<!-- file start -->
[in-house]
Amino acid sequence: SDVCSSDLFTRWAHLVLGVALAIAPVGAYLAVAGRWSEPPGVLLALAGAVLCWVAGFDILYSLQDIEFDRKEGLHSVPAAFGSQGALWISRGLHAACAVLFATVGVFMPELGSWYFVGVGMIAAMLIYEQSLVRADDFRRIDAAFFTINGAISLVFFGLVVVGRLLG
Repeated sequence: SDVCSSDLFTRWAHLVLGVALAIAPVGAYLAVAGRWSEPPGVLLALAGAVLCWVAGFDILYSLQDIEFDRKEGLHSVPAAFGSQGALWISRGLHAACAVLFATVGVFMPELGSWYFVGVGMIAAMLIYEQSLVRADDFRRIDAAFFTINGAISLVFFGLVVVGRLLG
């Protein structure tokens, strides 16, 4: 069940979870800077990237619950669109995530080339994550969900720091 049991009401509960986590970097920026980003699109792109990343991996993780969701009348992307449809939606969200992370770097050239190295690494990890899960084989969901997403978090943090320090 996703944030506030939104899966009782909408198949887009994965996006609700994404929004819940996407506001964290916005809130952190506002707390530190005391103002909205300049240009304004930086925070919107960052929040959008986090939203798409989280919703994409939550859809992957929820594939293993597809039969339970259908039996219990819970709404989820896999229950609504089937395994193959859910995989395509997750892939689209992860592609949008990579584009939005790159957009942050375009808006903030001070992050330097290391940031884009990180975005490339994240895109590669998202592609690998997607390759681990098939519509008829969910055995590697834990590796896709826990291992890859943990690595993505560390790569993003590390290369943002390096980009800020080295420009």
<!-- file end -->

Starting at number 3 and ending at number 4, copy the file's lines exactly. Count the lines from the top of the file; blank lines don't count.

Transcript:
Repeated sequence: SDVCSSDLFTRWAHLVLGVALAIAPVGAYLAVAGRWSEPPGVLLALAGAVLCWVAGFDILYSLQDIEFDRKEGLHSVPAAFGSQGALWISRGLHAACAVLFATVGVFMPELGSWYFVGVGMIAAMLIYEQSLVRADDFRRIDAAFFTINGAISLVFFGLVVVGRLLG
């Protein structure tokens, strides 16, 4: 069940979870800077990237619950669109995530080339994550969900720091 049991009401509960986590970097920026980003699109792109990343991996993780969701009348992307449809939606969200992370770097050239190295690494990890899960084989969901997403978090943090320090 996703944030506030939104899966009782909408198949887009994965996006609700994404929004819940996407506001964290916005809130952190506002707390530190005391103002909205300049240009304004930086925070919107960052929040959008986090939203798409989280919703994409939550859809992957929820594939293993597809039969339970259908039996219990819970709404989820896999229950609504089937395994193959859910995989395509997750892939689209992860592609949008990579584009939005790159957009942050375009808006903030001070992050330097290391940031884009990180975005490339994240895109590669998202592609690998997607390759681990098939519509008829969910055995590697834990590796896709826990291992890859943990690595993505560390790569993003590390290369943002390096980009800020080295420009």